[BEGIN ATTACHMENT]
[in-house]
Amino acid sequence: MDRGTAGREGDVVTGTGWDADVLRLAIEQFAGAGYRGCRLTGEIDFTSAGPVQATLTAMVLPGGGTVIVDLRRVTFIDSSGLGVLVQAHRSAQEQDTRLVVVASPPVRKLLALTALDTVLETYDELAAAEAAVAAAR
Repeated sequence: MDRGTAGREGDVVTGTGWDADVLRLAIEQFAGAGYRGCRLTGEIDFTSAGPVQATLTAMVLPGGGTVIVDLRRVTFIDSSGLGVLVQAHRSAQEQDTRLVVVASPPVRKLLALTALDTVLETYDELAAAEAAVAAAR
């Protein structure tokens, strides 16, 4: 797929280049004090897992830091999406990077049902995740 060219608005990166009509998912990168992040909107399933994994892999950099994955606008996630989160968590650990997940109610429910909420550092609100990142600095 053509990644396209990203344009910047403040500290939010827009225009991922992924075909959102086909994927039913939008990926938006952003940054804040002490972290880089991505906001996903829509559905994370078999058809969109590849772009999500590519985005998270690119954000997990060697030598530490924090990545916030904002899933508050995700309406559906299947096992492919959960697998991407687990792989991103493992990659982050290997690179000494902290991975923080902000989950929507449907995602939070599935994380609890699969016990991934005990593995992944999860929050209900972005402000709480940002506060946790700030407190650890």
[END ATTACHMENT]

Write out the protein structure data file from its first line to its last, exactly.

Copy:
[in-house]
Amino acid sequence: MDRGTAGREGDVVTGTGWDADVLRLAIEQFAGAGYRGCRLTGEIDFTSAGPVQATLTAMVLPGGGTVIVDLRRVTFIDSSGLGVLVQAHRSAQEQDTRLVVVASPPVRKLLALTALDTVLETYDELAAAEAAVAAAR
Repeated sequence: MDRGTAGREGDVVTGTGWDADVLRLAIEQFAGAGYRGCRLTGEIDFTSAGPVQATLTAMVLPGGGTVIVDLRRVTFIDSSGLGVLVQAHRSAQEQDTRLVVVASPPVRKLLALTALDTVLETYDELAAAEAAVAAAR
């Protein structure tokens, strides 16, 4: 797929280049004090897992830091999406990077049902995740 060219608005990166009509998912990168992040909107399933994994892999950099994955606008996630989160968590650990997940109610429910909420550092609100990142600095 053509990644396209990203344009910047403040500290939010827009225009991922992924075909959102086909994927039913939008990926938006952003940054804040002490972290880089991505906001996903829509559905994370078999058809969109590849772009999500590519985005998270690119954000997990060697030598530490924090990545916030904002899933508050995700309406559906299947096992492919959960697998991407687990792989991103493992990659982050290997690179000494902290991975923080902000989950929507449907995602939070599935994380609890699969016990991934005990593995992944999860929050209900972005402000709480940002506060946790700030407190650890």